This Friday, a new government will take power in Chile, following the election victory of a 36-year-old progressive, Gabriel Boric, who will step into the role of president after running on a feminist and green agenda. Boric will also preside as the nation writes a new constitution, which may present unique opportunities to tackle pressing issues like water rights and the climate crisis.
This massive political shift has formed the backdrop for the announcement of the world’s fourth Chief Heat Officer (CHO) for Chile’s capital, Santiago, a role dedicated to fighting extreme urban heat in the city and in South America generally. The new CHO, Cristina Huidobro, will collaborate with her counterparts in Miami, Athens, and Freetown, Sierra Leone, to usher in a range of evidence-based heat interventions for Santiago, as well as some that will address the city’s disastrous water shortage.
“I think it’s a very exciting moment to address these types of issues in Chile,” says Huidobro, who was appointed to the position March 3 by Claudio Orrego, governor of the Metropolitan Region of Santiago. Huidobro, an architect and urban planner, has spent six years in Santiago’s regional government, where she currently serves as Chief of Urban Resilience, overseeing the implementation of Santiago’s climate resilience strategy. As CHO, she’ll continue her resilience work but pivot heavily to heat mitigation.
The CHO title is important to spreading awareness of the urgency of addressing extreme heat, which is estimated to have killed 356,000 people worldwide in 2019; globally, heat deaths rose by approximately 74% between 1980 and 2016. It’s a “silent killer,” says Kathy Baughman McLeod, director of the Adrienne Arsht–Rockefeller Foundation Resilience Center at the Atlantic Council, which is collaborating with each CHO. “[Extreme heat] doesn’t have a season, and a name, and an agency over it, and insurance policies that go with it, and it doesn’t trigger natural disaster in the emergency response agencies,” she says. Huidobro agrees: “You need to start naming the problem.”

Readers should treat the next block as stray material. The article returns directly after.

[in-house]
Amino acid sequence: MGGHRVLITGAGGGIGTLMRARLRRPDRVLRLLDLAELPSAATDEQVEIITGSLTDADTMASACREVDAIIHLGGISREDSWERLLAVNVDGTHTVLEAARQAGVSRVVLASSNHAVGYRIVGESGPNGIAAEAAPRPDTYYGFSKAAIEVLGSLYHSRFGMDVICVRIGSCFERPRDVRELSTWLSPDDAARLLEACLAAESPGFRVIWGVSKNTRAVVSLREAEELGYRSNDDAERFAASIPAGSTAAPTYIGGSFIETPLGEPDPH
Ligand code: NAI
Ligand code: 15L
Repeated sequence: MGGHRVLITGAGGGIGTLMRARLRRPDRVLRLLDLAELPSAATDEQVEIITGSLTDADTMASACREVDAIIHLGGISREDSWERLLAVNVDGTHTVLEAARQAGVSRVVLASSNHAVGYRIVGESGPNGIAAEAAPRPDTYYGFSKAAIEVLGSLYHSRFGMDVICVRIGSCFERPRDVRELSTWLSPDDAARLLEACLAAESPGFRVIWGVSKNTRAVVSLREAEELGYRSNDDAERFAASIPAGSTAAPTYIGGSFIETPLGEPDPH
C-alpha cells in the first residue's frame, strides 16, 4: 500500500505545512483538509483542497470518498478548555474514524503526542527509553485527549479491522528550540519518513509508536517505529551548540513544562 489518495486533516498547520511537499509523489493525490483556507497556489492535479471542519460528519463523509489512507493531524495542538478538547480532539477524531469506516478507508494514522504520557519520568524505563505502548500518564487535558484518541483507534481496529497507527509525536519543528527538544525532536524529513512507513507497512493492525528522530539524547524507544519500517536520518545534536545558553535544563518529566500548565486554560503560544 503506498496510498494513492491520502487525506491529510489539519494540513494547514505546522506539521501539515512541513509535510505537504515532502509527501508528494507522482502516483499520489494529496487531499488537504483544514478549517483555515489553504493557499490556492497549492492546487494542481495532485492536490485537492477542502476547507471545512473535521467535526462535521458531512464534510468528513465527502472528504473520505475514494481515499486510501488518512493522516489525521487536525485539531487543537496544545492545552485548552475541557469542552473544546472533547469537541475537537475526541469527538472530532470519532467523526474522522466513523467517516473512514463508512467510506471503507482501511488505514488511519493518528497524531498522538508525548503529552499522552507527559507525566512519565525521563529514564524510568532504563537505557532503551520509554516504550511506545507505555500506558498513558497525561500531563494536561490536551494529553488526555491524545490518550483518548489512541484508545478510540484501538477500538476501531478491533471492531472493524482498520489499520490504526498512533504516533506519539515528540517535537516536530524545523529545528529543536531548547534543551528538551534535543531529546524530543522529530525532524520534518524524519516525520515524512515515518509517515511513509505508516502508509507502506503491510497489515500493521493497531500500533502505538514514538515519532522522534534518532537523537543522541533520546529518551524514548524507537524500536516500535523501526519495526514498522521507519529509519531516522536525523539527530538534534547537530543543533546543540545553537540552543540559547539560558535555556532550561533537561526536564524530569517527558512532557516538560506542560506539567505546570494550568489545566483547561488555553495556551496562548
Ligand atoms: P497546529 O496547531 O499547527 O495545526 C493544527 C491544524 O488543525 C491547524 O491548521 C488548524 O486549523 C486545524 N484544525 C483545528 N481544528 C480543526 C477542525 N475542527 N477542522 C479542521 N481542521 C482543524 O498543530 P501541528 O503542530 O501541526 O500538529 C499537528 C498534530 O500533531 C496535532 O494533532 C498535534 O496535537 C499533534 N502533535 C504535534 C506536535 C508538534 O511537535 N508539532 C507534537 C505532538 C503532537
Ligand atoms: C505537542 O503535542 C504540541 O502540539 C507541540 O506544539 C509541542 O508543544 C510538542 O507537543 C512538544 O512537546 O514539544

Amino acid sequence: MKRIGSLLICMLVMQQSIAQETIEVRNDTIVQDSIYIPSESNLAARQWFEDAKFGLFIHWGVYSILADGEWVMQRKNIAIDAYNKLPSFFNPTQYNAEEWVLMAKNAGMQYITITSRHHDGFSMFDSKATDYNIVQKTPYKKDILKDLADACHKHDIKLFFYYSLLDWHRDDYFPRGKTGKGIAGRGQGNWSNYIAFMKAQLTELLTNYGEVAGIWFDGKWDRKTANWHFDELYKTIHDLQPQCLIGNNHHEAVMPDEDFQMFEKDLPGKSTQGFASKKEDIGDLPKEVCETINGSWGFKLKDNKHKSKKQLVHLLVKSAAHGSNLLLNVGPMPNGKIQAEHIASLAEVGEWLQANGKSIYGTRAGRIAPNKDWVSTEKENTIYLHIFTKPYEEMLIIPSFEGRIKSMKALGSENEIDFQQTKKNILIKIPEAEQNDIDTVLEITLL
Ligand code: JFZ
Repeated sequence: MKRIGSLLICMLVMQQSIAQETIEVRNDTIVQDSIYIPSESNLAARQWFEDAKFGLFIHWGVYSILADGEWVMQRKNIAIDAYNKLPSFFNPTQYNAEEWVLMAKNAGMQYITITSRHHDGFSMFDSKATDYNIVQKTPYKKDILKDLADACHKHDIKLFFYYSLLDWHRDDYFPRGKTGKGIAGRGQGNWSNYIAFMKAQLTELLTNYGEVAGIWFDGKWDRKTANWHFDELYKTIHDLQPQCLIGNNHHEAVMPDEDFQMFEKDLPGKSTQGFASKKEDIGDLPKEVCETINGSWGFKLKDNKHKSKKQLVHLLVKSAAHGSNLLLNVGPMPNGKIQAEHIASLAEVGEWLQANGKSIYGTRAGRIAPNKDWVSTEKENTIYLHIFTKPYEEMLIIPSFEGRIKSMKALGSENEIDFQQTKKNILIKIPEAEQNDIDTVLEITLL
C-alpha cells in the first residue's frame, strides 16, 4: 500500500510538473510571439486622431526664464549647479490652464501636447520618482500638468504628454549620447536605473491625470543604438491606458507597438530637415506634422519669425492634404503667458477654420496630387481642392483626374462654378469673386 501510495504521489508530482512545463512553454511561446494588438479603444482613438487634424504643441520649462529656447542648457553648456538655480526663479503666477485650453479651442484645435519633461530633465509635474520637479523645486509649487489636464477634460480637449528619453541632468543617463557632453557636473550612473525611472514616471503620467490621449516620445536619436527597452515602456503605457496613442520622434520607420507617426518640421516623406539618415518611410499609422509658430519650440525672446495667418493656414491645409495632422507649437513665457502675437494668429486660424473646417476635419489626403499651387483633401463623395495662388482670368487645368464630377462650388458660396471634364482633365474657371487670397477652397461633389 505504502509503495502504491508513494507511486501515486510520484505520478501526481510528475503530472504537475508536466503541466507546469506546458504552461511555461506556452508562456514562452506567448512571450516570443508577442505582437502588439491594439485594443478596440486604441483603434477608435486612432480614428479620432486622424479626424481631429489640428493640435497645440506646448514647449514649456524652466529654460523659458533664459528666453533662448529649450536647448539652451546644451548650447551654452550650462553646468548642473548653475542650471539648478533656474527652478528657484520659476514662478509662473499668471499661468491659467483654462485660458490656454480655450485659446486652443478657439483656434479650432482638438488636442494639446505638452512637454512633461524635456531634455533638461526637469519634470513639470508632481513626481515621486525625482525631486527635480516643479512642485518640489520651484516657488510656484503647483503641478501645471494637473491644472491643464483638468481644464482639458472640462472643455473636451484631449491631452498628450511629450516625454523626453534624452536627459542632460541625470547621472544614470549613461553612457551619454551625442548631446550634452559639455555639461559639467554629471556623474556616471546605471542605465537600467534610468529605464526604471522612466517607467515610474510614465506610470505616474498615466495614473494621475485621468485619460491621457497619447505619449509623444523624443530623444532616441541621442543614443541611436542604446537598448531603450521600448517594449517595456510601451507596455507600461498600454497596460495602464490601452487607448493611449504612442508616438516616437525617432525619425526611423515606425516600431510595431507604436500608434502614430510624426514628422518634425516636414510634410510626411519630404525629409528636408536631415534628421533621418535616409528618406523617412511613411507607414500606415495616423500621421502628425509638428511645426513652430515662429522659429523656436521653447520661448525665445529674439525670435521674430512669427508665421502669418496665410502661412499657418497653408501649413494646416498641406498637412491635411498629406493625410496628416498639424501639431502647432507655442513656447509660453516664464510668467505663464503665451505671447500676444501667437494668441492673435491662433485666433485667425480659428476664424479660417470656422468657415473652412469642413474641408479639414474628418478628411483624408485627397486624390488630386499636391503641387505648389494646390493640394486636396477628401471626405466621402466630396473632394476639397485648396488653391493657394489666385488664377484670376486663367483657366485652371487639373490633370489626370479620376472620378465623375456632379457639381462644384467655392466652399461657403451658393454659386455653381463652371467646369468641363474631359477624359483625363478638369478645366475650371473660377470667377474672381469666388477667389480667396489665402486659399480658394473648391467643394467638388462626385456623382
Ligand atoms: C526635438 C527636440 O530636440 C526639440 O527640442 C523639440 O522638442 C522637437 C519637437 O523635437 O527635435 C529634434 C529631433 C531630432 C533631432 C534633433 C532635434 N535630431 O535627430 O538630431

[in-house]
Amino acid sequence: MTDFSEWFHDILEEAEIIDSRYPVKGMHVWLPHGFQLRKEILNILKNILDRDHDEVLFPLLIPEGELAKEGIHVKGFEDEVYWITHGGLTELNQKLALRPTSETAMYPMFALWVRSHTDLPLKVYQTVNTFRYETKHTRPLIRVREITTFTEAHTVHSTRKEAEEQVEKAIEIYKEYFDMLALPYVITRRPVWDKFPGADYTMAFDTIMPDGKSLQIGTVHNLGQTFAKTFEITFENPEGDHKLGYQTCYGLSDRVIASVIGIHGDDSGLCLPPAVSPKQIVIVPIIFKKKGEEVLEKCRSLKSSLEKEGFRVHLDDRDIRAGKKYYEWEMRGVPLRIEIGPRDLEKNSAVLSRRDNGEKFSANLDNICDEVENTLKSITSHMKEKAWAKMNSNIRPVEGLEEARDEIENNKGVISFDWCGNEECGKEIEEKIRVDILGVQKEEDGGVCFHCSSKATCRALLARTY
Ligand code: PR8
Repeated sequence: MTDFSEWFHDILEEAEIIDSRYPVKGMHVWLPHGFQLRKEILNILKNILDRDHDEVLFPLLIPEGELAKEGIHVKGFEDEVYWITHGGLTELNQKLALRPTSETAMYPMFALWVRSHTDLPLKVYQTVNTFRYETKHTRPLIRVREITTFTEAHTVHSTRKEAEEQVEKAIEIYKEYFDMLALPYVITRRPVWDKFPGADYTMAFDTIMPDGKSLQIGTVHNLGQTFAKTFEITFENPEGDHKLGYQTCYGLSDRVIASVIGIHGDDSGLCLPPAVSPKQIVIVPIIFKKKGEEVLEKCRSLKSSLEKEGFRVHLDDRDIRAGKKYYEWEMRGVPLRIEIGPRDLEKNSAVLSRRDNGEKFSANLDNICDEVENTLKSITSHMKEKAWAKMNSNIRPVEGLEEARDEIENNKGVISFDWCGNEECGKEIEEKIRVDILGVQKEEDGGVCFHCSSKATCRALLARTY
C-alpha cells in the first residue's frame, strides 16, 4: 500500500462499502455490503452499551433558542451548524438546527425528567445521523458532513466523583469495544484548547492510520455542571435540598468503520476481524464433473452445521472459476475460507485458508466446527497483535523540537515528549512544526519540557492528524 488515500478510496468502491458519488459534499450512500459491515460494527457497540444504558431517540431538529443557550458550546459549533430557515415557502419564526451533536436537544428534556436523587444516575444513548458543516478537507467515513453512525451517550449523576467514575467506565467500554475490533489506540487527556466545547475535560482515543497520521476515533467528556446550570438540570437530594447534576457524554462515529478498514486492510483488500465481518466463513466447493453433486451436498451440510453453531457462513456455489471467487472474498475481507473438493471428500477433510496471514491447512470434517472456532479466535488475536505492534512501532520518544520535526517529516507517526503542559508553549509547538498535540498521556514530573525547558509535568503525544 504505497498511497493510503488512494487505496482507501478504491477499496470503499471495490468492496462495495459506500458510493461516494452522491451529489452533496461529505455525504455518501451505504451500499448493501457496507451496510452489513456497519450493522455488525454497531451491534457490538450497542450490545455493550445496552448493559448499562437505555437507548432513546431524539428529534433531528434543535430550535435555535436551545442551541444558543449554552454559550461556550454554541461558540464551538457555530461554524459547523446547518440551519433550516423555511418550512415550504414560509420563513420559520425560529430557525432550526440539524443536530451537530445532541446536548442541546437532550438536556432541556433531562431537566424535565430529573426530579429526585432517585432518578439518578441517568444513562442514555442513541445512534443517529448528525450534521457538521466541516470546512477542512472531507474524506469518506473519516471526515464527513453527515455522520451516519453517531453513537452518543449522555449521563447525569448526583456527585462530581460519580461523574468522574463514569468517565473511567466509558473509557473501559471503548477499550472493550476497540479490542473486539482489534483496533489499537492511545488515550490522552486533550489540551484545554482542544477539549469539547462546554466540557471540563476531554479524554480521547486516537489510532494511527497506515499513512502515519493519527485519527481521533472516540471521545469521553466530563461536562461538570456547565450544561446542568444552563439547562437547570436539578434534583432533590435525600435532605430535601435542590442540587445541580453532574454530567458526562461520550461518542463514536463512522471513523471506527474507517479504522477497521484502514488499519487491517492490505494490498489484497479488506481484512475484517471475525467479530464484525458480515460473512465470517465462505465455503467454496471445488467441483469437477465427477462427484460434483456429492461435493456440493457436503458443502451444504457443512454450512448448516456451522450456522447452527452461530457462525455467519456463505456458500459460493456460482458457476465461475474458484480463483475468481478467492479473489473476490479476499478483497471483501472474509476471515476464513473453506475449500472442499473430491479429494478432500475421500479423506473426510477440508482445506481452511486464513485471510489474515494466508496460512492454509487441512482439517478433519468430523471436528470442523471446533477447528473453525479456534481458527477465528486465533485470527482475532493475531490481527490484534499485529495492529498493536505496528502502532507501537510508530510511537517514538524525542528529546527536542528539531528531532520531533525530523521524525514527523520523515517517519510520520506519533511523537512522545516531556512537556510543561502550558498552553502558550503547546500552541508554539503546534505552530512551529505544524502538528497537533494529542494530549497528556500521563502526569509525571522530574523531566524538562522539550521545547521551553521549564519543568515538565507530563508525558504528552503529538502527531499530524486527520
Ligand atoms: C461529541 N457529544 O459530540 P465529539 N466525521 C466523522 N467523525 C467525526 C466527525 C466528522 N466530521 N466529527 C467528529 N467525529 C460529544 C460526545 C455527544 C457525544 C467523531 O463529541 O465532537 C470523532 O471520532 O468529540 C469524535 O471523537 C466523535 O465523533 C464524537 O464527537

That’s why Miami, Athens, and Freetown appointed CHOs in their cities last year, who are tasked with raising awareness as well as strategizing interventions and long-term policies to reduce heat deaths. Like many cities, Santiago has been particularly affected by heatwaves the past few summers. About 37% of Chile’s population, roughly 7 million, lives in the capital’s metropolitan region. “So, if you make policy here, you can impact many, many, many people,” Huidobro says.
Critically, Santiago also has a water shortage. For a decade, Chile has suffered from a “megadrought” thought to be caused by a warm ocean “blob” spurred by climate change, which is driving warm currents across the country. At the same time, the mighty glaciers in the Andes are shrinking by three feet a year. “Those are our water reserves, and they are melting down,” Huidobro says. There’s been new legislation to protect some of them, but not all.
What’s more, Chile is the only country in the world with a private water system, which dates to the days of dictator rule under General Pinochet. So, “priority one,” says Baughman McLeod, will be identifying interventions that reduce water stress on residents. Huidobro has experience in that area: She was instrumental in pushing for Chile’s first water fund, which protects the Maipo drainage basin that provides water for Santiaguinos.
Huidobro will be assessing a variety of interventions to mitigate heat. One popular concept is increasing tree canopies, which provide shade as well as mental health benefits, an idea that’s taken off in the other CHO cities—Freetown is planting one million trees by the end of 2022. Cool pavements is another. An early assessment has shown that the difference in ground temperature between a shaded grass surface, and an unshaded asphalt surface can be up to 36 degrees Celsius (97 degrees Fahrenheit). The city will also be piloting green roofs, starting with 1,000 square meters of green roof on top of the Hospital de Maipú. Green roofs can reduce heat islands by 30 to 40 degrees Fahrenheit, and this iteration is also estimated to capture three tons of CO2 annually.
At the center of designing solutions to rising temperatures will be a quest to trim inequities; poorer populations are often the ones who suffer most from extreme heat. In Santiago, that means informal workers who sell goods outdoors, people living in slums, and those experiencing homelessness. Also on Huidobro’s agenda will be to identify sources of investment for chosen initiatives, whether private, public, or nonprofit, and to share learnings with cities all over South America, a continent where the average temperature could increase by over 6 degrees Celsius (43 degrees Fahrenheit) by 2100.
Huidobro hopes to work closely with the incoming national government, to codify long-term policies into law, and to influence the new constitution. “One thing that we already know is,” she says with promise, “it’s going to be a green constitution.”